Why your broker wears a $5,000 Panerai

By J.Z., Manhattan Real Estate Broker,  | October 14, 2011 - 8:11AM

To be awesome at selling real estate, you have to be awesome at establishing a connection with people, and fashion is a really important way to do that, even for a straight guy like me.

The basics are usually the same: I always wear custom suits ($1,200 apiece by Tom James or Signature) whether I’m selling a $400,000 studio or 4,000 square foot loft in Tribeca. And I wear very businesslike leather shoes, Aldens, which are $600 a pair, but you can get them completely redone once a year for $150 by sending them back to the factory, so over 10 years it works out to be as much as buying a much less nice $200 pair of shoes every year.

From there, I adjust the details as needed.  If I’m going to pitch a seller who’s underwater on his apartment, I’m not wearing the $200 cufflinks, I’m gonna wear the $4 ones I bought on  I don’t want him to think about the fact that I’m making money off of his loss.

I also have a bunch of different watches, ranging from a cool $200 Swatch that I wear when I'm working with underwater-real-estate clients, up to my $5,000 Panerai,  $10,000 Cartier and $6,000 Rolex. Those are for my $1.5m and up clients--the guys, actually, because watches are what guys connect over.

For instance, I pitched a $6 million apartment wearing my $5,000 Panerai watch. The guy was kind of hostile at first, and then he saw my watch. His posture literally changed and his attitude went from a dickhead who knew everything to a guy who trusted what I was saying and thought it was clear we could work together in getting the apartment sold.

At an open house I held the other day, this guy from Dublin comes in with his wife and a kid in a stroller—they were relocating to New York.  The first thing I did was check out his watch. It was a Panerai.  And I could see he was checking out my watch too and he was like, “Nice watch.” We're negotiating a deal on the apartment now.

The custom suit is another kind of connection with guys, because the last button on a custom suit is always open on the cuffs—if a guy looks at you he could recognize a custom suit. It's a status thing--once you go custom, you never go back.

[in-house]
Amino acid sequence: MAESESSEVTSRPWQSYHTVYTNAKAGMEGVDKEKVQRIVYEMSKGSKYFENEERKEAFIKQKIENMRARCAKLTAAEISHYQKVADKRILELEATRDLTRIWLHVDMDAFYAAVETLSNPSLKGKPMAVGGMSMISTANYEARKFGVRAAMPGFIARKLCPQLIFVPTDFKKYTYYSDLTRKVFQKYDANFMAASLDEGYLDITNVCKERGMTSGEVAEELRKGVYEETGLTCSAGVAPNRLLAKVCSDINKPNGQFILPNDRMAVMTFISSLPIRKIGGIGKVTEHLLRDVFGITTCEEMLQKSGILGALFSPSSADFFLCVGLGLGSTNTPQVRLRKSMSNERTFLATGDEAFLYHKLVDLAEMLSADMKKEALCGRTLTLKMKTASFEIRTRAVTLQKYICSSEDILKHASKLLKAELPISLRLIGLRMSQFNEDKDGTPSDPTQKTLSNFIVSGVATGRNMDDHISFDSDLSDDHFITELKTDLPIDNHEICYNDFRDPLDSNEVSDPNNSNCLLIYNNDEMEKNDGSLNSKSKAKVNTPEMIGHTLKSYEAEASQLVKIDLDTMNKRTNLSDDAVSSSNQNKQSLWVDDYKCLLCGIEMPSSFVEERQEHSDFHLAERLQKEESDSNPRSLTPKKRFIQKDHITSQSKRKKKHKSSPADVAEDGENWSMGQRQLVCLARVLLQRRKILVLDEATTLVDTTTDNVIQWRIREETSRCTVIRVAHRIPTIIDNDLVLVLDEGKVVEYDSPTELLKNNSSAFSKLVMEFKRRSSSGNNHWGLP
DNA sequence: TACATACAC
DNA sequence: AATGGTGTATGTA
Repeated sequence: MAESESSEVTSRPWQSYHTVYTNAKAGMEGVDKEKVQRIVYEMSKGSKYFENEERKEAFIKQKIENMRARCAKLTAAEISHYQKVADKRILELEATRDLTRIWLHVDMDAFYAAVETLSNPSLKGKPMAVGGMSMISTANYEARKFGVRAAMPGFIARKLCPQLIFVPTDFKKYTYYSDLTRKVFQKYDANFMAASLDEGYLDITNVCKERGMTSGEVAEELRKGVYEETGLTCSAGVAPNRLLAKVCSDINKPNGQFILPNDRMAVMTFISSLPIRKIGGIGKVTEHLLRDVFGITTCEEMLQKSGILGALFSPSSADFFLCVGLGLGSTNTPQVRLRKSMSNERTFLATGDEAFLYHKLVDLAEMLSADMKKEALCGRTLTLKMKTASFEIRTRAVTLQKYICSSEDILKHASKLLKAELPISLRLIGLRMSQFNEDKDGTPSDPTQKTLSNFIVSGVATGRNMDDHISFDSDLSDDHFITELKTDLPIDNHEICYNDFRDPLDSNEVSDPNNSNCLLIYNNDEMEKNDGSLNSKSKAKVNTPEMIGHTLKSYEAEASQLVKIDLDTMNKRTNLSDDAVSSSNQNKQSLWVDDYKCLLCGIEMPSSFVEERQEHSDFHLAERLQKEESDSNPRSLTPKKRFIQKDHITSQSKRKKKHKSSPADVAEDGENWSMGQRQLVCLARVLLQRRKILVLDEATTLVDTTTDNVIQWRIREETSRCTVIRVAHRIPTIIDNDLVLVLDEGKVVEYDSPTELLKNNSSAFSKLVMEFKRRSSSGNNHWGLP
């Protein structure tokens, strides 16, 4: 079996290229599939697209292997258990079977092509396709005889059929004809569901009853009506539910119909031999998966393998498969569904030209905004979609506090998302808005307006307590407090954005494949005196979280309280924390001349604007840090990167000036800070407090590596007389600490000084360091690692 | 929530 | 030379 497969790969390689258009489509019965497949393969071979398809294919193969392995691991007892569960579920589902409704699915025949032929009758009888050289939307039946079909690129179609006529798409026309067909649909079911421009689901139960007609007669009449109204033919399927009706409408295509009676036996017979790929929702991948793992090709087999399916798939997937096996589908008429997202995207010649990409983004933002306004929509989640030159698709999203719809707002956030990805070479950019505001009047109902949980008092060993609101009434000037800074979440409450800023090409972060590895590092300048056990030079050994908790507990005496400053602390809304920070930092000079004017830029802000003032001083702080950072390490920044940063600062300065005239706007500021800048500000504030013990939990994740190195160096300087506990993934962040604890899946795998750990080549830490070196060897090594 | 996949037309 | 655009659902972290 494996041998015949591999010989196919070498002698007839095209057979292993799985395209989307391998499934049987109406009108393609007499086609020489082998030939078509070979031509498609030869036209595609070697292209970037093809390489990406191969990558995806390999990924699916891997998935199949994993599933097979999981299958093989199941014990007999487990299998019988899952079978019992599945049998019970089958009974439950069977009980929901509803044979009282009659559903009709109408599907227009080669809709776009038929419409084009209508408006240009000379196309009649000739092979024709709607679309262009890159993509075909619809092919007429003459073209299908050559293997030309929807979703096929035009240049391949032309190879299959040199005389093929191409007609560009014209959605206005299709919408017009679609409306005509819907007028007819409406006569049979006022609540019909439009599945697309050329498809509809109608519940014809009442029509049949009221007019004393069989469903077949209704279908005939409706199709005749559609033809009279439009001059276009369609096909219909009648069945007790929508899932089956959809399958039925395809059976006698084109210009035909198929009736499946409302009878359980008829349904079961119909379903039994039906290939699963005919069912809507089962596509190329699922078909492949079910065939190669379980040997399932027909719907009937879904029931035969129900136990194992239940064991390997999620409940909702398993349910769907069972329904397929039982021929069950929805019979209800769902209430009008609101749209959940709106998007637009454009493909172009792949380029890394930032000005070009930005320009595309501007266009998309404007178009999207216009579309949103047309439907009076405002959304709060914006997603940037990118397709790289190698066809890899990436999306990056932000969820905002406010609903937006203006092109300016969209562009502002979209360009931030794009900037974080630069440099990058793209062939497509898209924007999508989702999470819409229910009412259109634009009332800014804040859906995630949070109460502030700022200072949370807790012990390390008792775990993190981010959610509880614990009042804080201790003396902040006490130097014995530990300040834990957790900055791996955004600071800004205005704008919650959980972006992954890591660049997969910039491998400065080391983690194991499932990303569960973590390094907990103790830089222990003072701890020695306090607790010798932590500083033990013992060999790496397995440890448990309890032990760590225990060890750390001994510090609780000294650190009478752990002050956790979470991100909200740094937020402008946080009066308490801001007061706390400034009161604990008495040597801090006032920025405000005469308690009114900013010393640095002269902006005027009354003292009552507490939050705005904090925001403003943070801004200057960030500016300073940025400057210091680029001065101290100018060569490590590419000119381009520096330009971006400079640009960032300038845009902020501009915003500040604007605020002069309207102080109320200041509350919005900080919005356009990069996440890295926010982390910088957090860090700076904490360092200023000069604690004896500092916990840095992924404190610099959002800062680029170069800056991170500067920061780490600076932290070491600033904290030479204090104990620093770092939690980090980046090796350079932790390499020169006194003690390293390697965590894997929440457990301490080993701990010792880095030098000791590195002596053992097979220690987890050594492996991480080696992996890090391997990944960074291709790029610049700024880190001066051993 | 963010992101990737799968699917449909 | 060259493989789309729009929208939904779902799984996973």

My ties vary anywhere from Thomas Pink to Brooks Brothers, or sometimes they’re custom.  I adjust the style to the client—so if I know I’m going to take a conservative banker around, I’ll wear a striped Brooks Brothers tie.  If I’m going out with a successful artist who is a Chelsea boy I’m probably going to wear a pink tie to show that I’m not scared to wear pink.

Connecting with women is a little bit different. It’s more about what they’re wearing than what I’m wearing.  With my high end clients, I make it a point to know the high end designer handbags.  I can say hey that’s a great Devi Kroell, or Chloe, or Chanel or Prada

I can also tell the difference between Manolo Blahniks and Louboutins, but I don’t go there. I have to be careful because I don’t want them to think I’m hitting on them, and I think the purse is a neutral ground. Though sometimes if they’re wearing a spectacular dress I might say something like, “That is such a beautiful dress –where did you get it? My wife would love it.” 

Bottom line is, I think fashion is really important as a real estate agent, because if you look like a schlub you will do business like a schlub. 

Related posts:

How not to be a real estate agent (the sequel)

Inside Story: What I saw at your open house

How not to be an obnoxious buyer

A broker's mind after 100 days without a closing

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